Route to Zero

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Route to Zero

  • Nederlands
  • English

What do I need to consider if I go abroad with an electric car?

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With some preliminary work, you’ll hit the road without too much charging stress. And that’s exactly what you want on your holiday. This article explains what to keep in mind when you’re getting ready.

Plan your trip 

When planning the route, take the charging locations into account in advance so you’re not faced with surprises. How often you have to charge also depends on the size of your battery, as this determines the range of your car. Just like in the Netherlands, there are public and private charging points abroad. Whether you can go to the public charging points depends on your card. 

Don’t forget to check whether there are charging options in your accommodations en route and at your destination. 

Take a shorter action radius into account 

Traffic jams are not only frustrating and boring; they can also mean you have to charge earlier than planned. In addition, high or low temperatures and high winds can lead to reduced battery performance. Unfortunately, the weather on the road is out of your control. And when you finally arrive at your charging location, you may find that all charging stations are already occupied. For these reasons, you should also map out alternative charging locations when planning your trip. This gives you flexibility and can save you a lot of stress. 

Electric car in the city

Check which cables you need  

Although most countries use the “standard” Mennekes Type 2 cables, there could be different connections in the country you’re visiting. Charging stations with Type 3C plugs still exist in France and Italy, for example. Fortunately, there are now enough alternatives with type-2 connections in these countries.  Carrying a separate cable or adapter is no longer necessary. Before departure, check, for example via the app of the charge card provider, whether your car’s connection is common in the country you are going to.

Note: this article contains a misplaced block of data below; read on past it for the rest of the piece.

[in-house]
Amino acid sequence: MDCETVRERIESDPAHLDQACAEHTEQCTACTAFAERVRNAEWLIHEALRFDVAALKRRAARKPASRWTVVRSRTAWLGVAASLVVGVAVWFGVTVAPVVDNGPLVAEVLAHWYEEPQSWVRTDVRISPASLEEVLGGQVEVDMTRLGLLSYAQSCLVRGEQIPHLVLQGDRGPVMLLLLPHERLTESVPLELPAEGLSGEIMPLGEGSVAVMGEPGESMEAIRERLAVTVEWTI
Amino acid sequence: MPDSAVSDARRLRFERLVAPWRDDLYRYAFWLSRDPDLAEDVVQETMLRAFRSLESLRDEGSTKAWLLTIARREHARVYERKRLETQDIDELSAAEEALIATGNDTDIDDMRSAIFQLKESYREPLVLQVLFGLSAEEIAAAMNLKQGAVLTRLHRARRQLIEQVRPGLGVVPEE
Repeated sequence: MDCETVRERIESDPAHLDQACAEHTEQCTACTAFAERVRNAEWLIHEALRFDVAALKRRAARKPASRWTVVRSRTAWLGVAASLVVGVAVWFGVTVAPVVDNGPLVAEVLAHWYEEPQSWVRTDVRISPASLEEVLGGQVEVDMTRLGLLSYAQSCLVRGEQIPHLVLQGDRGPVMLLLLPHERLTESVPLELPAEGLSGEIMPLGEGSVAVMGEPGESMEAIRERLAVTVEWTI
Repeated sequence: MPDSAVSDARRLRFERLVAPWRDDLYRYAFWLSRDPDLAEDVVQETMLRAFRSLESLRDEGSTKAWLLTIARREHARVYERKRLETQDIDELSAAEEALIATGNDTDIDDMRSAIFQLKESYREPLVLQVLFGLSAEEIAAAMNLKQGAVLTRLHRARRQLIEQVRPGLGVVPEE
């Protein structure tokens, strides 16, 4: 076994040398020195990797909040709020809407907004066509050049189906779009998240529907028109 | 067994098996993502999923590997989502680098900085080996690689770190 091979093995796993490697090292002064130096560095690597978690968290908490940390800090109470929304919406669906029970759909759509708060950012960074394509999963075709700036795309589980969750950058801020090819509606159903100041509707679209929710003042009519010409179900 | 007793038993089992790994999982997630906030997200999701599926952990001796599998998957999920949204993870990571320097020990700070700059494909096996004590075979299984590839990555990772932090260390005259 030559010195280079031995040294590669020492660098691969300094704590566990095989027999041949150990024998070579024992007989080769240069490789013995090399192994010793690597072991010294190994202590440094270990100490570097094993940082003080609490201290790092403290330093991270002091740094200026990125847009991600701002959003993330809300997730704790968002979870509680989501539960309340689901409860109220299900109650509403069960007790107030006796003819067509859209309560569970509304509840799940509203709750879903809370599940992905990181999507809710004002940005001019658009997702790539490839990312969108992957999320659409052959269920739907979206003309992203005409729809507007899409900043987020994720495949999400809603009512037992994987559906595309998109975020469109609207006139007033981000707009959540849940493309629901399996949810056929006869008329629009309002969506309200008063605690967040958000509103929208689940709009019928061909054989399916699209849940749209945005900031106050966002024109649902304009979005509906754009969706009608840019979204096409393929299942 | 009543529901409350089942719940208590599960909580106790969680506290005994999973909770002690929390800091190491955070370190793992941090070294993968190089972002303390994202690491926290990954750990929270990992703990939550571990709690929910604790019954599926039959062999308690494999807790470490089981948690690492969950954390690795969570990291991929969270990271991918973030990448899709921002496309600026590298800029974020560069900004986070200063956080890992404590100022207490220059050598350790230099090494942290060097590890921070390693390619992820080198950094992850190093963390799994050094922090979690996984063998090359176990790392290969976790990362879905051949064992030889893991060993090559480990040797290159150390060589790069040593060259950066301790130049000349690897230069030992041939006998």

‘Guest charging’ at Tesla Superchargers 

Non-Tesla drivers may “guest charge” at some Tesla Superchargers. You can find them in Belgium, the Netherlands, Germany, Switzerland, Austria, France, Spain and a few Scandinavian countries. This is just a trial for now, but it’s very convenient. Tesla is adding 179 fast chargers to the Route du Soleil section between the Belgian-Dutch border and Orange. Almost all are accessible from both directions. Without these Tesla Superchargers, there are only 82 fast chargers on this route. So the number of charging locations has suddenly more than doubled. You find them with the Tesla app, and checkout is done through the app with your credit card. 

Note: Guest charging is quite expensive, and charging is only possible with a CCS plug.  

Well begun is half done. This is especially true if you go on holiday in your electric car. So on your route, take a preliminary look at where you will want to charge later and map out the options and alternatives. This way, you can avoid a dead battery, searching on the road and waiting at charging stations. It saves a lot of charging stress. Enjoy your holiday! 

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